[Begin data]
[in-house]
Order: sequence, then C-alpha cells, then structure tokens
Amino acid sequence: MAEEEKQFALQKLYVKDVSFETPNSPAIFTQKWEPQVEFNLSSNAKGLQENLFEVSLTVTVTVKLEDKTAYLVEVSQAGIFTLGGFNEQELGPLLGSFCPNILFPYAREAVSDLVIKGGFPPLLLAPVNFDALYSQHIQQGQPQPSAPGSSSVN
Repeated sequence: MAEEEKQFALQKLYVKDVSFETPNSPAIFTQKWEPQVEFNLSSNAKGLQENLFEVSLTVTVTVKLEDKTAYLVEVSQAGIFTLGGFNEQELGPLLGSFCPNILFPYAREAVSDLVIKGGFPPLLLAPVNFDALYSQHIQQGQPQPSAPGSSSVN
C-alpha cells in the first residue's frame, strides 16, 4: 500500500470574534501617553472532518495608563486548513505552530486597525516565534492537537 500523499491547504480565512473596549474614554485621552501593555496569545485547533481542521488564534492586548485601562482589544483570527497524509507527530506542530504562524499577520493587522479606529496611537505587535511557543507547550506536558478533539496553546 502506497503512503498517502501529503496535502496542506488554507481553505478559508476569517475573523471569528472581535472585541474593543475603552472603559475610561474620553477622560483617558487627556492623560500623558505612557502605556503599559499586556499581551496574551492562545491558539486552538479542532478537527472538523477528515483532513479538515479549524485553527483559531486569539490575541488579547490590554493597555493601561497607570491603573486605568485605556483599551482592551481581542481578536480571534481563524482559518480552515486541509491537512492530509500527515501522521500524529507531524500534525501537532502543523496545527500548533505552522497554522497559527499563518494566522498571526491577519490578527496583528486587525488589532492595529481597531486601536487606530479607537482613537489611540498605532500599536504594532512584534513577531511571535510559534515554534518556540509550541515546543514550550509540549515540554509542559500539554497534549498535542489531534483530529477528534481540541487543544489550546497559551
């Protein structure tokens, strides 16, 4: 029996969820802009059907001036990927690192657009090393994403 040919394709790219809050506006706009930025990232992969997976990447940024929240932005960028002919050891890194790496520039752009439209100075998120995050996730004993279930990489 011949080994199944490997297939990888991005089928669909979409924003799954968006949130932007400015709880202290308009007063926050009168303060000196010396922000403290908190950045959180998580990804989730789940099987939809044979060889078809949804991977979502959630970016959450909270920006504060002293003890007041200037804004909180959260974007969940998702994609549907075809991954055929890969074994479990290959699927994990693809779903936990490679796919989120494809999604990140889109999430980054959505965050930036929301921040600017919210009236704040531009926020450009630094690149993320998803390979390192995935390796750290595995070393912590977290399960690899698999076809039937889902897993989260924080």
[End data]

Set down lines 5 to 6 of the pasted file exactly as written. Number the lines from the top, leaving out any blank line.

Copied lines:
C-alpha cells in the first residue's frame, strides 16, 4: 500500500470574534501617553472532518495608563486548513505552530486597525516565534492537537 500523499491547504480565512473596549474614554485621552501593555496569545485547533481542521488564534492586548485601562482589544483570527497524509507527530506542530504562524499577520493587522479606529496611537505587535511557543507547550506536558478533539496553546 502506497503512503498517502501529503496535502496542506488554507481553505478559508476569517475573523471569528472581535472585541474593543475603552472603559475610561474620553477622560483617558487627556492623560500623558505612557502605556503599559499586556499581551496574551492562545491558539486552538479542532478537527472538523477528515483532513479538515479549524485553527483559531486569539490575541488579547490590554493597555493601561497607570491603573486605568485605556483599551482592551481581542481578536480571534481563524482559518480552515486541509491537512492530509500527515501522521500524529507531524500534525501537532502543523496545527500548533505552522497554522497559527499563518494566522498571526491577519490578527496583528486587525488589532492595529481597531486601536487606530479607537482613537489611540498605532500599536504594532512584534513577531511571535510559534515554534518556540509550541515546543514550550509540549515540554509542559500539554497534549498535542489531534483530529477528534481540541487543544489550546497559551
């Protein structure tokens, strides 16, 4: 029996969820802009059907001036990927690192657009090393994403 040919394709790219809050506006706009930025990232992969997976990447940024929240932005960028002919050891890194790496520039752009439209100075998120995050996730004993279930990489 011949080994199944490997297939990888991005089928669909979409924003799954968006949130932007400015709880202290308009007063926050009168303060000196010396922000403290908190950045959180998580990804989730789940099987939809044979060889078809949804991977979502959630970016959450909270920006504060002293003890007041200037804004909180959260974007969940998702994609549907075809991954055929890969074994479990290959699927994990693809779903936990490679796919989120494809999604990140889109999430980054959505965050930036929301921040600017919210009236704040531009926020450009630094690149993320998803390979390192995935390796750290595995070393912590977290399960690899698999076809039937889902897993989260924080």